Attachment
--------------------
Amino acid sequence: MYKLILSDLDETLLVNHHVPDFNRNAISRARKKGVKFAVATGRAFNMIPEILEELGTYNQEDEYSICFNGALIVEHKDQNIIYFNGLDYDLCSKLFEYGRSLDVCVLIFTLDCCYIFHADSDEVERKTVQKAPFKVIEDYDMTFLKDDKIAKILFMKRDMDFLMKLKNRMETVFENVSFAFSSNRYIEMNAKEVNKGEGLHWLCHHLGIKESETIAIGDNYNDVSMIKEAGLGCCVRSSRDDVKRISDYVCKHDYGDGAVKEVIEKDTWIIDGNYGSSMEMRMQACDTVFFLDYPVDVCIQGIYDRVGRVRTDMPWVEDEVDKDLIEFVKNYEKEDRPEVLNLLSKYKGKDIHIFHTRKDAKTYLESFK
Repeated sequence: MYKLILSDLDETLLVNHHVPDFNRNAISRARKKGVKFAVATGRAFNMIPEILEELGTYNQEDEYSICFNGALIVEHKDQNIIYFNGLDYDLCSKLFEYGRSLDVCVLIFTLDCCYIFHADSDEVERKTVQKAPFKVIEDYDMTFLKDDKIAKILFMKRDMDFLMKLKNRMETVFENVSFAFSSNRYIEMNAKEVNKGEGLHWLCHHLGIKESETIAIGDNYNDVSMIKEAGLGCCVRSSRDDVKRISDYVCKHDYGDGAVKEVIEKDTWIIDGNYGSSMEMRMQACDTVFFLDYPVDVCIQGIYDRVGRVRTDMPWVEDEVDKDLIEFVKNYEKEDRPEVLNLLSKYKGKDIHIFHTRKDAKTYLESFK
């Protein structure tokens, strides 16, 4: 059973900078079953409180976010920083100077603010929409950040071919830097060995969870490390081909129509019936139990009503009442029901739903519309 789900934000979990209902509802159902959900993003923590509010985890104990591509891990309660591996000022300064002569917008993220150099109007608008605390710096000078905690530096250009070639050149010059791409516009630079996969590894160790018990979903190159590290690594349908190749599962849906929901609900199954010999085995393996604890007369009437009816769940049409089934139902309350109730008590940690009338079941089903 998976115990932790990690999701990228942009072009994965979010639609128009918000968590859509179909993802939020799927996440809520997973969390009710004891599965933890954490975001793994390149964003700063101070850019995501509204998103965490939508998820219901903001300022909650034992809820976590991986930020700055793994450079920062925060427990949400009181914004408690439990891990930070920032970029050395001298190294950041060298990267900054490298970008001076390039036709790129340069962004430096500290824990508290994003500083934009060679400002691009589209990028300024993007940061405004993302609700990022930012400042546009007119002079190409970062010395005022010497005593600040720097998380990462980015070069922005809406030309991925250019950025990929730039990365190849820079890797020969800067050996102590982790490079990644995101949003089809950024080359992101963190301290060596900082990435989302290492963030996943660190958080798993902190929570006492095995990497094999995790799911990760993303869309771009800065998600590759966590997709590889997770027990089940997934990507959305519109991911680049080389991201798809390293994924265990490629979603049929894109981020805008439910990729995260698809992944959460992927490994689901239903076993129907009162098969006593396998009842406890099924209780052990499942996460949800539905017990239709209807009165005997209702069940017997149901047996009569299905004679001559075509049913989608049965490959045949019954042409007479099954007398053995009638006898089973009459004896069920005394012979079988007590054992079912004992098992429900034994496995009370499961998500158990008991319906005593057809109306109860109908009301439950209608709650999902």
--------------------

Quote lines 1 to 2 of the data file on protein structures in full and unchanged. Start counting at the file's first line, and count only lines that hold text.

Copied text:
Amino acid sequence: MYKLILSDLDETLLVNHHVPDFNRNAISRARKKGVKFAVATGRAFNMIPEILEELGTYNQEDEYSICFNGALIVEHKDQNIIYFNGLDYDLCSKLFEYGRSLDVCVLIFTLDCCYIFHADSDEVERKTVQKAPFKVIEDYDMTFLKDDKIAKILFMKRDMDFLMKLKNRMETVFENVSFAFSSNRYIEMNAKEVNKGEGLHWLCHHLGIKESETIAIGDNYNDVSMIKEAGLGCCVRSSRDDVKRISDYVCKHDYGDGAVKEVIEKDTWIIDGNYGSSMEMRMQACDTVFFLDYPVDVCIQGIYDRVGRVRTDMPWVEDEVDKDLIEFVKNYEKEDRPEVLNLLSKYKGKDIHIFHTRKDAKTYLESFK
Repeated sequence: MYKLILSDLDETLLVNHHVPDFNRNAISRARKKGVKFAVATGRAFNMIPEILEELGTYNQEDEYSICFNGALIVEHKDQNIIYFNGLDYDLCSKLFEYGRSLDVCVLIFTLDCCYIFHADSDEVERKTVQKAPFKVIEDYDMTFLKDDKIAKILFMKRDMDFLMKLKNRMETVFENVSFAFSSNRYIEMNAKEVNKGEGLHWLCHHLGIKESETIAIGDNYNDVSMIKEAGLGCCVRSSRDDVKRISDYVCKHDYGDGAVKEVIEKDTWIIDGNYGSSMEMRMQACDTVFFLDYPVDVCIQGIYDRVGRVRTDMPWVEDEVDKDLIEFVKNYEKEDRPEVLNLLSKYKGKDIHIFHTRKDAKTYLESFK